Enterprises Should Focus on Android and iOS, Not Just BlackBerry
Historically, enterprise information technology managers have understandably wanted to limit the number of mobile devices and operating systems they must support. BlackBerry, Windows Mobile or Symbian have been among the expected choices.
However, something has changed. In 2011, enterprises should focus on Android and iOS and BlackBerry. That's a big and dramatic change. To unsettle you even more, however, consider that the analysts also recommend that IT staffs review their choices every year.
Although these are the three recommended platforms today, Forrester encourages IT teams to revisit their mobile policies at least annually to ensure they’re investing in the right platforms," said Benjamin Gray and Christian Kane, Forrester Research analysts.
"This is especially crucial with the launch of Windows Phone 7, as Intel and Nokia continue to develop MeeGo, and as HP prepares to launch devices powered by WebOS," Gray and Kain said. If that sounds a bit anarchic, it is. The larger point is that mobile technology is developing so rapidly that a "correct" choice one year might not be viewed as so appropriate 12 to 18 months later.
In fact, though it is not quite "policy by exception," it is darn close. Despite the organizational need for uniformity as a way of controlling and managing operational costs and security, users simply are asking to use an almost-bewildering assortment of devices, and IT managers are finding they simply have to adjust.
Forrester’s most recent survey found that nearly half of firms are supporting two or more mobile operating systems and that 56 percent support employee-owned devices to some degree.
To strike the right balance between support, manageability, and flexibility "you should focus your attention over the next year on three mobile operating systems," Gray and Kane argued. Those include BlackBerry, iOS (Apple) and Android. The first name would come as no surprise. The latter two just might.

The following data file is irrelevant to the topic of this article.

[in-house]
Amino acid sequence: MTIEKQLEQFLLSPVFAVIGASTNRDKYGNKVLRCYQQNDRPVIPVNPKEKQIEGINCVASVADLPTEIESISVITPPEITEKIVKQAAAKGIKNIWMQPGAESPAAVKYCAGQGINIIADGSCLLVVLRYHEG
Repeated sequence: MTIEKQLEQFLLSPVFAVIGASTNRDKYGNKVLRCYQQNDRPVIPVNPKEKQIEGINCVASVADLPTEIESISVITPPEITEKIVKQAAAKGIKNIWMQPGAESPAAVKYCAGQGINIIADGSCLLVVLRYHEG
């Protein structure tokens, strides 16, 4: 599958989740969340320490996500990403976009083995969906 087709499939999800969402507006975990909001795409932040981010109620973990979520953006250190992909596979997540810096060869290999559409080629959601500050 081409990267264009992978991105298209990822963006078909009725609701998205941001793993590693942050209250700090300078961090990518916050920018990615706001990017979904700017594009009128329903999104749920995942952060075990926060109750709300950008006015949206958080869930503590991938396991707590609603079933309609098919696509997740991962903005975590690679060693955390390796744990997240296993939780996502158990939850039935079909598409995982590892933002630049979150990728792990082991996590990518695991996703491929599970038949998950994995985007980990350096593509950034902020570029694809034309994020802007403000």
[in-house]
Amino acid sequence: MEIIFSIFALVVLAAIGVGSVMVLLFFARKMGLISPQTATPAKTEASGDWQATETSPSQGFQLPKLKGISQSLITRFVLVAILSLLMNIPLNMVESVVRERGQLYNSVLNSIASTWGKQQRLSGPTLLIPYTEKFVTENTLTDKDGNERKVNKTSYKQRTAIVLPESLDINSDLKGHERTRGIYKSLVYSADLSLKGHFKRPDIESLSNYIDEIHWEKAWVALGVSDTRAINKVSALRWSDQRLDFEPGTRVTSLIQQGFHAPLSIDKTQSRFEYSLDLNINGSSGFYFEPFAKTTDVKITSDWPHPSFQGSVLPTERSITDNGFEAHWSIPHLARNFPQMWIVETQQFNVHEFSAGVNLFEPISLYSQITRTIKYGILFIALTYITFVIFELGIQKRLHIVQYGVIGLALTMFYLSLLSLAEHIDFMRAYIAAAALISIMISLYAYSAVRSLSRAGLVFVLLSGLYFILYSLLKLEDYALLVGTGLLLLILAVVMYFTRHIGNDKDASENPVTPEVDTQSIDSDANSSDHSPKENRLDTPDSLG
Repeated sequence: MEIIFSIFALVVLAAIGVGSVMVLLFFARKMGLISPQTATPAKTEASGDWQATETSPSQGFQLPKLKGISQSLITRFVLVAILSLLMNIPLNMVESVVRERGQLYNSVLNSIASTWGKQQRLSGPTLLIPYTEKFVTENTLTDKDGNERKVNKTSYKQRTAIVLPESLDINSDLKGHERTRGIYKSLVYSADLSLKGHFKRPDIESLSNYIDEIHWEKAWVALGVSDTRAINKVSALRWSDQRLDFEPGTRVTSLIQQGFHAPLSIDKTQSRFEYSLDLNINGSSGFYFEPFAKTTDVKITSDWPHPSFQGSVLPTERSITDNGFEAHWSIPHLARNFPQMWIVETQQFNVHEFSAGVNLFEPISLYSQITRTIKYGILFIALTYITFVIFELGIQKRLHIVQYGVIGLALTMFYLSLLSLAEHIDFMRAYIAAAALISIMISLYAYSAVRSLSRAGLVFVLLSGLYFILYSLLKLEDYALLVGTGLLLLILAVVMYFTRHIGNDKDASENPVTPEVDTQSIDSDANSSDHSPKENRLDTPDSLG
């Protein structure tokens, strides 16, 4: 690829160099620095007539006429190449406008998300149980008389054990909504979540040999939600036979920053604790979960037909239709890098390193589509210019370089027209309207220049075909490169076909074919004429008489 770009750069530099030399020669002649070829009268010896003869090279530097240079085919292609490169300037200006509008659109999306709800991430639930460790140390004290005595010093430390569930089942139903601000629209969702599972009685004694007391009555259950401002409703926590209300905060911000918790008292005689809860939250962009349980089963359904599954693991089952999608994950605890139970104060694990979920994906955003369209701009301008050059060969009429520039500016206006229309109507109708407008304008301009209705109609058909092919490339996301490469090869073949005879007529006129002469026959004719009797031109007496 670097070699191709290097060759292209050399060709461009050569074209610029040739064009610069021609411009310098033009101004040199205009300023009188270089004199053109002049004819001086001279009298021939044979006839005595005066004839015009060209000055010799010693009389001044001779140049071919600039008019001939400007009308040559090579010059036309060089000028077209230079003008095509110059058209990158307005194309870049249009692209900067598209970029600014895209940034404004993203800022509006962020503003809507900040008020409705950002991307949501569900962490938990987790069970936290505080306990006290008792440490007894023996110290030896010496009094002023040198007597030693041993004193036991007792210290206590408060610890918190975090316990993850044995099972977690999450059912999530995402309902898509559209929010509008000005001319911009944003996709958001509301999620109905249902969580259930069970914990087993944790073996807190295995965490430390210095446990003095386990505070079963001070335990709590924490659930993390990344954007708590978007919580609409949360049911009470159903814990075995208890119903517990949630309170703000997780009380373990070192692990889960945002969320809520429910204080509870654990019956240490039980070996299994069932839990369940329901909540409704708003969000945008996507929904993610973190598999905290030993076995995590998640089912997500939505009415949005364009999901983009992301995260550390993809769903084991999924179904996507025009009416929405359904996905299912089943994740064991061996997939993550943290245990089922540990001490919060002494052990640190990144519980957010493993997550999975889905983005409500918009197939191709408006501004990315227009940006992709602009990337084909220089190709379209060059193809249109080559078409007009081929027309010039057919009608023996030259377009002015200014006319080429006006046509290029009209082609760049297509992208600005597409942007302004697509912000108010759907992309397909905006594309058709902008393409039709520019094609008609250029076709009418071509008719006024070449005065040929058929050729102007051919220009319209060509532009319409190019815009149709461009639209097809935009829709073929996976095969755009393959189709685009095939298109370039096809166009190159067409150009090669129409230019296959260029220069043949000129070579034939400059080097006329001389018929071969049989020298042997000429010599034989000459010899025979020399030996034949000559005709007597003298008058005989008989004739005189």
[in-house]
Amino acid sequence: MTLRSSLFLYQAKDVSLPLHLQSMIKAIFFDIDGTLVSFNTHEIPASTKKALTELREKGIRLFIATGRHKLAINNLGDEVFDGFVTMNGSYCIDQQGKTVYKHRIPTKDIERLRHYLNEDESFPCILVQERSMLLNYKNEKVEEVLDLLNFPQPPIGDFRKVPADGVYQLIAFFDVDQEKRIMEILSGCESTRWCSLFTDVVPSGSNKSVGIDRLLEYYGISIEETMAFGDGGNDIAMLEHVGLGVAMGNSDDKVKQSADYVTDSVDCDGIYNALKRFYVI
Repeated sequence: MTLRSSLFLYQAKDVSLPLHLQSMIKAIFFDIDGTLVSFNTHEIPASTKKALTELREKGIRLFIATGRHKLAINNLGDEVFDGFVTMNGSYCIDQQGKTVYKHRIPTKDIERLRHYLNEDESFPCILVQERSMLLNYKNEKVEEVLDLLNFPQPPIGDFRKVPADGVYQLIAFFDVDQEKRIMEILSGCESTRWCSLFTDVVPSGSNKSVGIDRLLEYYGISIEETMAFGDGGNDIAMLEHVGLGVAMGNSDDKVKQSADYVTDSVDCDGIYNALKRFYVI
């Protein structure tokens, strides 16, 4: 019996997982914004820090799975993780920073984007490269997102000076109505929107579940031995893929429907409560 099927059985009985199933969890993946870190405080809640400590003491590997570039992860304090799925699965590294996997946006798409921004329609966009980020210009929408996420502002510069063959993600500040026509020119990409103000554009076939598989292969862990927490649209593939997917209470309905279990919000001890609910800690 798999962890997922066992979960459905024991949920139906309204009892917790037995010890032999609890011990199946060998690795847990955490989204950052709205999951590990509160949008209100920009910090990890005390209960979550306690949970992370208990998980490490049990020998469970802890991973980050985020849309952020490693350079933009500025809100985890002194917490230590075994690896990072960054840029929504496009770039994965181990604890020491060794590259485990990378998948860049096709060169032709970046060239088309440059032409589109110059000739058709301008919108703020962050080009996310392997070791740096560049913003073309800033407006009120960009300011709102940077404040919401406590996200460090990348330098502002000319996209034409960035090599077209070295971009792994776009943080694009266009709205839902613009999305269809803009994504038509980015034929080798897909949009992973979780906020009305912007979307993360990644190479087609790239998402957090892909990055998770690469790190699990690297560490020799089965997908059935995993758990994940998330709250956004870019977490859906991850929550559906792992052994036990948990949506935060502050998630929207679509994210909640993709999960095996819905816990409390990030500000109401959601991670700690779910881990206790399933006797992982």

At the top of the list for most firms is BlackBerry, the gold standard for management and security, Forrester argues. More than 115 million BlackBerry smartphones have shipped around the globe, more than half within the past 18 months.
With more than 50 million subscribers worldwide through August 2010 and in deployment within 90 percent of the Fortune 500, BlackBerry will retain its position as the number-one most widely deployed solution for businesses of all sizes. In fact, 70 percent of the firms Forrester surveyed support BlackBerry.
But Apple seems to have turned a corner in the enterprise market. Over the nearly four years in its existence, iOS (formerly iPhone OS) has matured from a consumer-centric OS to an enterprise-capable platform. IT can now securely control corporate data on the device and while in transport.
However, what has most firms excited about the iPhone opportunity is the proliferation of business applications. Nearly 30 percent of firms Forrester surveyed support iOS already today, making it the third most widely supported platform behind BlackBerry and Windows Mobile.
Android seems to have quickly followed a similar path to the iPhone. Android 2.2 represented a significant leap in enterprise-class features, including ActiveSync integration, stronger password policies, and remote wipe capabilities, Gray and Kane said.
About 13 percent of firms Forrester surveyed officially support and manage Android already.
Business productivity always is balanced to some degree with needs for security, ease of management, and cost. But increased mobility and remote work mean end users are going to keep putting pressure on IT to support the tools users prefer. About 35 percent of all enterprise workers rely on their notebooks every week, while 13 percent use their smartphones just as frequently. As information workers become more mobile, demand for location-agnostic devices such as laptops and smartphones will increase, keeping the pressure and tension between what end users want, and what IT wants.
On top of all that, mobile technology itself is changing very rapidly. The best sign of that is Forrester Research indicating there are no mobile operating system decisions that automatically can be counted on to provide the best solution, year in and year out. Instead, mobile decisions have to be re-visited annually.
Gary Kim is a contributing editor for unified communications. To read more of Gary’s articles, please visit his columnist page.
Edited by Jaclyn Allard